In my last article, I described how to identify cows that aborted in the dairy herd as a step to improve the reproductive performance. After determining that a herd has a high abortion rate, a deeper analysis is needed to avoid expensive and futile actions. Here are some ideas to tackle this issue.

One question to answer is whether the abortions are being caused by infectious agents, such as bovine viral diarrhea (BVD) virus, Brucella abortus, or Neospora caninum, to mention a few. To address this concern, a manager can scout the records and determine whether the abortions are actual or apparent. An actual abortion implies that an aborted fetus has been found, whereas an apparent abortion has (supposedly) occurred because a cow is rebred or diagnosed open after it has been diagnosed pregnant.

Using the tool I described in my previous article, I screened all the abortions of a herd with a 22% abortion rate and concluded that none of them were actual abortions. This finding suggests that infectious agents leading to late abortions are unlikely to be a problem in this herd, and the apparent abortions are mostly early embryonic losses.

Although unlikely, an erroneous pregnancy diagnosis is another possible explanation for a high abortion rate. Considering the definition of apparent abortion, a cow wrongly diagnosed pregnant when she is open will result in an (inexistent) abortion that can lead to inaccurate assessments in the herd. Addressing this possibility may be extremely difficult in most herds. However, it is possible in herds measuring activity.

The figure above, for example, depicts the activity and the reproductive records of a specific cow that has aborted twice. In this herd, the voluntary waiting period is 78 days, and cows are bred following synchronization protocol. On Day 111 after calving, this cow was diagnosed pregnant from a breeding on Day 79 (green arrow). However, after showing high activity on Day 119, this cow was palpated again and diagnosed open on Day 139. In this case, the lack of activity after breeding supported the idea that early embryonic loss may have occurred.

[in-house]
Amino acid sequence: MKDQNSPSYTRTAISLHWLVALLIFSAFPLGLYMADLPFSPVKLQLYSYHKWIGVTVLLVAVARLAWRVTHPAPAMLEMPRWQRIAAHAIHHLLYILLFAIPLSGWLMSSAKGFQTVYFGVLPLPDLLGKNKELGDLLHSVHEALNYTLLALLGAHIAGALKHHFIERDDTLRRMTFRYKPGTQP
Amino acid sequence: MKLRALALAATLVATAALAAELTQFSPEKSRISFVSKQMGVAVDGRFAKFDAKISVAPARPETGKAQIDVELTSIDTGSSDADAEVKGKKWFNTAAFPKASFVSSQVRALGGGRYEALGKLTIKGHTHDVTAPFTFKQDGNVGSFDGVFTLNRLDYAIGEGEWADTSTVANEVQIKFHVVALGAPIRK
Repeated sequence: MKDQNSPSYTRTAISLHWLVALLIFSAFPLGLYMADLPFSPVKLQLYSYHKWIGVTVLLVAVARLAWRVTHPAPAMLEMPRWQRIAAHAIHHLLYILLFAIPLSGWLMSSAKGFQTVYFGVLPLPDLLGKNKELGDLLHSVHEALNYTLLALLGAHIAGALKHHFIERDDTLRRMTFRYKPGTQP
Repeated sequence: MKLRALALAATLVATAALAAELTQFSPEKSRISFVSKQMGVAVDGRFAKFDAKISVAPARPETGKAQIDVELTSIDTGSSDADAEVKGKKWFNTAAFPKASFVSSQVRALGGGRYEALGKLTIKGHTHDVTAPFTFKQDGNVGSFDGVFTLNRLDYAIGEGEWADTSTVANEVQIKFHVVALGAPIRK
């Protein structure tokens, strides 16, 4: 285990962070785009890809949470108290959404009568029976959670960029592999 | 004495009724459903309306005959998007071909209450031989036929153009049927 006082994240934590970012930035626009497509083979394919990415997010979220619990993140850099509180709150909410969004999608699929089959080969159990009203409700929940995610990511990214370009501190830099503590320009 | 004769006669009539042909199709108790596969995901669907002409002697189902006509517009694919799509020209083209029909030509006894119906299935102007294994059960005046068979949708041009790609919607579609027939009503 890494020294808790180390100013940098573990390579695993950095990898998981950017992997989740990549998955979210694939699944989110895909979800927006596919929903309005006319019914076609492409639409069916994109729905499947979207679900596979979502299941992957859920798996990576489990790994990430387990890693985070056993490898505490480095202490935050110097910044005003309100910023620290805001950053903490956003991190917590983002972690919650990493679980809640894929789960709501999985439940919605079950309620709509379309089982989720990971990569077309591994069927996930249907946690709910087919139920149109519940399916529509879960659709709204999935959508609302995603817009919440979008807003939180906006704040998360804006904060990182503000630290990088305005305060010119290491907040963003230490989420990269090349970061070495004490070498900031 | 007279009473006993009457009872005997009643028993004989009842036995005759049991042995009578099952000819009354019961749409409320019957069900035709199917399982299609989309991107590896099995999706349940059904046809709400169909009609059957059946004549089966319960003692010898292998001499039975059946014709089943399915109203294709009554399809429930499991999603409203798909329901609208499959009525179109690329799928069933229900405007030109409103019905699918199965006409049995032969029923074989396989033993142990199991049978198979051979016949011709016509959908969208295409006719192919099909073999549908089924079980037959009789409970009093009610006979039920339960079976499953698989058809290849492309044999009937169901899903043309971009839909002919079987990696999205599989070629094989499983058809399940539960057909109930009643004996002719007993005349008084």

Now, let’s see what happened later in lactation. On Day 141 after calving, this cow was bred for a second time, although her activity never stopped after breeding. Even more, her high activity was seen repeatedly at 18 to 27 days, indicating possible estrous postbreeding. Still, the cow was diagnosed pregnant on Day 178 (black arrow) and open again on Day 209 (red arrow). The latter indicates a second apparent abortion for this cow. However, was this second abortion real based on the post breeding activity? Maybe not, and we will never know.

The moral of this article is that a lot can and should be learned after seeing a key performance indicator, such as the abortion rate of the herd. Given that an erroneous diagnosis may lead managers to expensive and futile actions, spending time analyzing data is worth the effort. Nowadays, combining records with activity data makes this analysis easier and faster.

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(c) Hoard's Dairyman Intel 2021
December 27, 2021
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